Back in the Midwest, Chicago, IL emerged as the most bike-friendly city for commuters in the region, followed by Minneapolis, MN. Road safety was average in both cities with 1.3 and 1.6 bike accidents per 100,000 people, respectively, and the same could be said about the popularity of bike commute (1.5% and 2.9%, respectively).

Here, the humid, continental climate with lots of precipitation in the winter resulted in the lowest overall weather scores out of the top 20 cities. That said, Chicago still made it into the top 10 and Minneapolis wasn’t far behind in 12th place. In fact, Minneapolis came in slightly higher than the Windy City in all metrics except for its 13 cyclist-friendly coworking spaces, where Chicago outperformed it almost 2:1 with 25 flex offices catering to bike commuters.

In the South, Atlanta, GA, had the highest overall score, taking 14th place in the national ranking. Even though it’s a southern city, precipitation can be a problem here, but Atlanta embraced cycling with a notable, 1% share of bike commuters — adding up to more than 2,500 cyclists. Furthermore, the 14 coworking spaces with amenities that cater specifically to cyclists, place Atlanta among the most progressive cities from this point of view as well.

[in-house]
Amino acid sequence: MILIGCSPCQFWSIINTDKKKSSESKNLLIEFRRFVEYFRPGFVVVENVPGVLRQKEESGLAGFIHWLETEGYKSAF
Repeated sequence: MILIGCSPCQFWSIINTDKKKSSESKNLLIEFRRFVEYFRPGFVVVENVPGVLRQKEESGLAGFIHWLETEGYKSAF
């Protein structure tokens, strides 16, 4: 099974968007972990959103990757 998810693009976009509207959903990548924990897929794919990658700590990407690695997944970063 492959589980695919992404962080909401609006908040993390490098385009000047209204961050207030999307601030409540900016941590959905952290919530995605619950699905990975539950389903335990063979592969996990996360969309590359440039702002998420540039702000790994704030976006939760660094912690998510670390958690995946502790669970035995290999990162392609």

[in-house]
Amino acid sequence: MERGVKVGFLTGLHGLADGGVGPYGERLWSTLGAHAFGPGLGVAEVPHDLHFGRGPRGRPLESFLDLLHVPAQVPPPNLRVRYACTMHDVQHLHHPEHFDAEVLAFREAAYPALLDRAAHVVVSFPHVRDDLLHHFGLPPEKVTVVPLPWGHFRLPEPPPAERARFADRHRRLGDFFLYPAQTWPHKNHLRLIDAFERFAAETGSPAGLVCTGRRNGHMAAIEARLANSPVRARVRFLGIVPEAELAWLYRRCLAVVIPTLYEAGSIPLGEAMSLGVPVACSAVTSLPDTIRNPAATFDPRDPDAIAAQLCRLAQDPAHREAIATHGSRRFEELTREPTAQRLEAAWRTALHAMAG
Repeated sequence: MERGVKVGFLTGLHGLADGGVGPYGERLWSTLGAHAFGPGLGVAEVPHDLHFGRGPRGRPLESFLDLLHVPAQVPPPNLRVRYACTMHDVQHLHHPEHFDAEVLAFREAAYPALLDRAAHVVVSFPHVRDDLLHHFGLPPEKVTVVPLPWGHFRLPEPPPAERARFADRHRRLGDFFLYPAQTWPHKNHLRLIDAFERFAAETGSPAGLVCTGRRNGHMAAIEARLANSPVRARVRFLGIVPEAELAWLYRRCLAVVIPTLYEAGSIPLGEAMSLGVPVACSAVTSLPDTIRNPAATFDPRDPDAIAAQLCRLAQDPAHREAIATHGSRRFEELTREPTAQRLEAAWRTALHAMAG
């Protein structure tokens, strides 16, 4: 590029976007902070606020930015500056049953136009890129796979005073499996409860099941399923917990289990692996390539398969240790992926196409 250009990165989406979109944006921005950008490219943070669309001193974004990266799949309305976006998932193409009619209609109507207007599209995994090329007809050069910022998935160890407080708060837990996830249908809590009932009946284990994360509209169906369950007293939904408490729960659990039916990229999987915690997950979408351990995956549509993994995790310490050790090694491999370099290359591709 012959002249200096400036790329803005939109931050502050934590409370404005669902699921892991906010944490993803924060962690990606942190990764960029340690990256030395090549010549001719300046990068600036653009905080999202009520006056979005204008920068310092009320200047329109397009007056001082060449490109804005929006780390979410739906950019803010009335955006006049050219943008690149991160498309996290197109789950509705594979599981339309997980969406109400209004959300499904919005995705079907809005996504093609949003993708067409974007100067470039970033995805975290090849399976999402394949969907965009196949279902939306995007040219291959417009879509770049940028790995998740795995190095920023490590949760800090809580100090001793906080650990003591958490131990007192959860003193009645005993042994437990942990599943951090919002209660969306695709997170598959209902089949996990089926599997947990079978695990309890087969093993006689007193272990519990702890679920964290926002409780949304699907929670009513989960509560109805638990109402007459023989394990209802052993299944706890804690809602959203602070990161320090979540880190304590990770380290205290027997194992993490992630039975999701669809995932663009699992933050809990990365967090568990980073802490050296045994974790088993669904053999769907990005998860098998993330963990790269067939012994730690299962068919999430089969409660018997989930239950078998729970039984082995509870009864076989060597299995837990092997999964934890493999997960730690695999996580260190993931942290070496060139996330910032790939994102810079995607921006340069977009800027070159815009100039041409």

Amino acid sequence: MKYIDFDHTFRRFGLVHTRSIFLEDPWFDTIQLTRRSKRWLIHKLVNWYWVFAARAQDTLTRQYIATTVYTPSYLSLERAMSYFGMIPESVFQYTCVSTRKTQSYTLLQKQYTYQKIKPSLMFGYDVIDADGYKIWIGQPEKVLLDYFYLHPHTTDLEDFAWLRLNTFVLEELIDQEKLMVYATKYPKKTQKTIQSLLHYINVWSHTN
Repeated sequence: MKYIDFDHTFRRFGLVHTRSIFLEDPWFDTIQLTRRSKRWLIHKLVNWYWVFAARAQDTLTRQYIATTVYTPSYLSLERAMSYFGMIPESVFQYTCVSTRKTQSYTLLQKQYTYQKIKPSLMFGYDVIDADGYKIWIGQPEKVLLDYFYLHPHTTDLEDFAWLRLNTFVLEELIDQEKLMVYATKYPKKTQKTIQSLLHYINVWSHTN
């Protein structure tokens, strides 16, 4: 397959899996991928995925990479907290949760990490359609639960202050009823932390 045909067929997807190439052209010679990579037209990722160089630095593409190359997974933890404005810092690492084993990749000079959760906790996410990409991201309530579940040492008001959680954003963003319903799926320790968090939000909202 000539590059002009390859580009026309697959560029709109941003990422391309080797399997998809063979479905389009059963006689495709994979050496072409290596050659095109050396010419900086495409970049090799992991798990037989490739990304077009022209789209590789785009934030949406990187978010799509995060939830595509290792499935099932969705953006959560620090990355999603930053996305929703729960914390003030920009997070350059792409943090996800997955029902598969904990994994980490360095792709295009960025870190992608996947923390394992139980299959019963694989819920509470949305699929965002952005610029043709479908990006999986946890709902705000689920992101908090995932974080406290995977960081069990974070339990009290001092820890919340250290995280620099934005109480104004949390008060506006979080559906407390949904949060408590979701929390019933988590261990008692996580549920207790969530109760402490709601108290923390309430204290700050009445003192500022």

Similarly, Austin, TX had a comparable bike commute culture with one out of every 100 workers riding a bike to their workplace. However, despite the similar weather and culture (and having almost twice the bike lane density as Atlanta), Austin fell behind the Big Peach in the overall ranking due to its slightly higher accident rate and fewer bike-friendly flex office options.

Regardless of your region or climate, highly bikeable cities are scattered across the U.S, and wherever you are, there’s a bike commuter’s paradise nearby. Each city in our top 20 has its own strengths, whether it’s great infrastructure, safe traffic, a mature cycling culture, or something that’s simply a given, like great weather year-round. With a collective focus on nurturing cycling culture, promoting safety, and investing in infrastructure, these cities pave the way for a healthier, more sustainable future.


For our scoring method we considered several key criteria based on their potential influence on the appeal of bicycle-based commuting. We then assigned an appropriate metric to quantify each, and carefully weighted them to reflect their significance in gauging the overall bike-friendliness of a city.